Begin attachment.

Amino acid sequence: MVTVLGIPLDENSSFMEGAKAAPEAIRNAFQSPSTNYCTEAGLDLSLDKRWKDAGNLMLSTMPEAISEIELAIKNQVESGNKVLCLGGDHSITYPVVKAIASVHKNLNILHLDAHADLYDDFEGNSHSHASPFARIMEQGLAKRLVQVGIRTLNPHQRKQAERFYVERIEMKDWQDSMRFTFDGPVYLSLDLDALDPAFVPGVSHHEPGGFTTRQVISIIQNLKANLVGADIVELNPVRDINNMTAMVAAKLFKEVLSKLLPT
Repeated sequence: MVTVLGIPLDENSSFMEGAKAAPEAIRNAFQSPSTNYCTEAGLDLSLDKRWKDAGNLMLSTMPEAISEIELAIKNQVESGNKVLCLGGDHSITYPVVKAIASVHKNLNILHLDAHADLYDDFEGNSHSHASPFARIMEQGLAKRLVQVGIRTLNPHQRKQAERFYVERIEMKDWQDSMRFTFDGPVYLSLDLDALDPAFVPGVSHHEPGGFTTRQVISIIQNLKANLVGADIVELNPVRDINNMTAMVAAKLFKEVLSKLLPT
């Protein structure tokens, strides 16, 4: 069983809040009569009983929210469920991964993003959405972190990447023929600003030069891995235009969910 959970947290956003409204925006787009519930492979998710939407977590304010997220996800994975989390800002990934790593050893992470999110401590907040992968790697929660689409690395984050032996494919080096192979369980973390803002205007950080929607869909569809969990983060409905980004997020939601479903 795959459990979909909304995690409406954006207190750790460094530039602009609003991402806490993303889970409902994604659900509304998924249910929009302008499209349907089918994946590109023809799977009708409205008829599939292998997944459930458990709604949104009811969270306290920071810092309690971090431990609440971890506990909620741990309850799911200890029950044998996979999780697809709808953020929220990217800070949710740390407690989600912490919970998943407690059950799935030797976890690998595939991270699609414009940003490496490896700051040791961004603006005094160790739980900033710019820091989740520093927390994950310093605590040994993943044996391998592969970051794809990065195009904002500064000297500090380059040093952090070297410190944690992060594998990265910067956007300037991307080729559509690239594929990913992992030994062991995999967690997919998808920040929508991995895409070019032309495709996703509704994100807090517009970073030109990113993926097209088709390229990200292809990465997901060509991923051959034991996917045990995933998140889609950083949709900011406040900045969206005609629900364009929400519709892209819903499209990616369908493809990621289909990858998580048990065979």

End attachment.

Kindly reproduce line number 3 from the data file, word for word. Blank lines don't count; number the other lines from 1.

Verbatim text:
């Protein structure tokens, strides 16, 4: 069983809040009569009983929210469920991964993003959405972190990447023929600003030069891995235009969910 959970947290956003409204925006787009519930492979998710939407977590304010997220996800994975989390800002990934790593050893992470999110401590907040992968790697929660689409690395984050032996494919080096192979369980973390803002205007950080929607869909569809969990983060409905980004997020939601479903 795959459990979909909304995690409406954006207190750790460094530039602009609003991402806490993303889970409902994604659900509304998924249910929009302008499209349907089918994946590109023809799977009708409205008829599939292998997944459930458990709604949104009811969270306290920071810092309690971090431990609440971890506990909620741990309850799911200890029950044998996979999780697809709808953020929220990217800070949710740390407690989600912490919970998943407690059950799935030797976890690998595939991270699609414009940003490496490896700051040791961004603006005094160790739980900033710019820091989740520093927390994950310093605590040994993943044996391998592969970051794809990065195009904002500064000297500090380059040093952090070297410190944690992060594998990265910067956007300037991307080729559509690239594929990913992992030994062991995999967690997919998808920040929508991995895409070019032309495709996703509704994100807090517009970073030109990113993926097209088709390229990200292809990465997901060509991923051959034991996917045990995933998140889609950083949709900011406040900045969206005609629900364009929400519709892209819903499209990616369908493809990621289909990858998580048990065979």